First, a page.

2. Route & Traffic Conditions  
    It was a easy ride from and to our home-stays in Alcalá la Real & Granada and the respective town's bus stations for a bus ride between the two cities, i.e. the Estación de Autobuses de Alcala La Real (Alcala La Real Bus Station) & the Estación de Autobuses de Granada (Granada Bus Station).
    Later it was a ride to explore Granada; starting from Campo de Principe to head to the hilly areas of the Realejo near the Alhambra Palace Hotel. Then it was down to the Genil Riverside, and onward to Plaza del Campillo & the Granada Cathedral before returning back. The route was fairly flat except for the hilly areas of the Realejo.
         
3. Weather
    Morning temperatures aAlcalá la Real averaged 8°C. In Granada afternoon  temperatures averaged 14°C, while evening temperatures was about 10°C. Temperatures here was colder as the town is up in the highlands, and due to a cold front, the weather was colder than usual. It was a day with overcast skies.
    It is always prudent to check the weather for the next day so as to know what to expect and be prepared for it. Useful weather forecast sites are BBC WeatherAccuWeather; and for more detailed weather, including cloud cover and wind speed, use Weatherspark and Ventusky.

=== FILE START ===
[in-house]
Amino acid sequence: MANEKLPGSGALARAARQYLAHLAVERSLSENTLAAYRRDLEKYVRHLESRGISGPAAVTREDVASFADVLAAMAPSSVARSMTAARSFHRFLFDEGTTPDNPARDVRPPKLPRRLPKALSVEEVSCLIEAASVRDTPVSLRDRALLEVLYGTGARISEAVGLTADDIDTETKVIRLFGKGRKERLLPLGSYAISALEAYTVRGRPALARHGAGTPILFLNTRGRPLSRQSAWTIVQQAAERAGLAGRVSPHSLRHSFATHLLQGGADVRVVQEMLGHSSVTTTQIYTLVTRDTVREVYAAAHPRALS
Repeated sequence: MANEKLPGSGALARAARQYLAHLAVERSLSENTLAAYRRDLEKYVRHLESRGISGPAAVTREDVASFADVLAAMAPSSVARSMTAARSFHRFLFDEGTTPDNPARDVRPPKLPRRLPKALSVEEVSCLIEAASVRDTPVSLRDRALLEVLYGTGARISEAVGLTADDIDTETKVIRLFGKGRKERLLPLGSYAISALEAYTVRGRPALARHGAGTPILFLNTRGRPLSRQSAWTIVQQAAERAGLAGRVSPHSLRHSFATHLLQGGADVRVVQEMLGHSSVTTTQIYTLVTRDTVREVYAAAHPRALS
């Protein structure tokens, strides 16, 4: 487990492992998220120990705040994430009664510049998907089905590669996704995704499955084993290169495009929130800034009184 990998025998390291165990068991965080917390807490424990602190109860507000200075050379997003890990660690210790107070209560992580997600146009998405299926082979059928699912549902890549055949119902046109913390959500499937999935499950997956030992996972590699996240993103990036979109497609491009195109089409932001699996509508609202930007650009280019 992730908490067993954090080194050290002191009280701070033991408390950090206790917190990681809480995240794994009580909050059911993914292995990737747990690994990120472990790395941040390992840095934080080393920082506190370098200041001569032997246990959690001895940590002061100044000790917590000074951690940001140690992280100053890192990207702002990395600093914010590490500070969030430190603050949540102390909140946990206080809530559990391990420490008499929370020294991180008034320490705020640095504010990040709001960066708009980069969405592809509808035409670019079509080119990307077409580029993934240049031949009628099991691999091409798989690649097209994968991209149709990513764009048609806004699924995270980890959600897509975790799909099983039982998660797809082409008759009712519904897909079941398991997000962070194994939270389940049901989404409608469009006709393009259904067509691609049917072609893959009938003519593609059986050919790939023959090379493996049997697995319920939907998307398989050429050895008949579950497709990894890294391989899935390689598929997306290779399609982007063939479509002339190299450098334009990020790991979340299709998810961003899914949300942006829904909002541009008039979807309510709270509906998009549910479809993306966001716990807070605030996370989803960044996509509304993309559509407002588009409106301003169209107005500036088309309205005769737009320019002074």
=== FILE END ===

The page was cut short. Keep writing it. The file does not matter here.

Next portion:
4. Bringing Bikes Onto European Trains, Buses & Trams
    Both in Portugal & Spain, full size bikes and folding bikes (there is no necessity to fold them) can bet taken into inter-city trains, metros and trams for free and without bagging. Do note that bikes may not be allowed during peak hours.
    For regulations regarding bringing bicycles onto different Spanish trains, click here. For regulations regarding Barcelona, Click here and click here.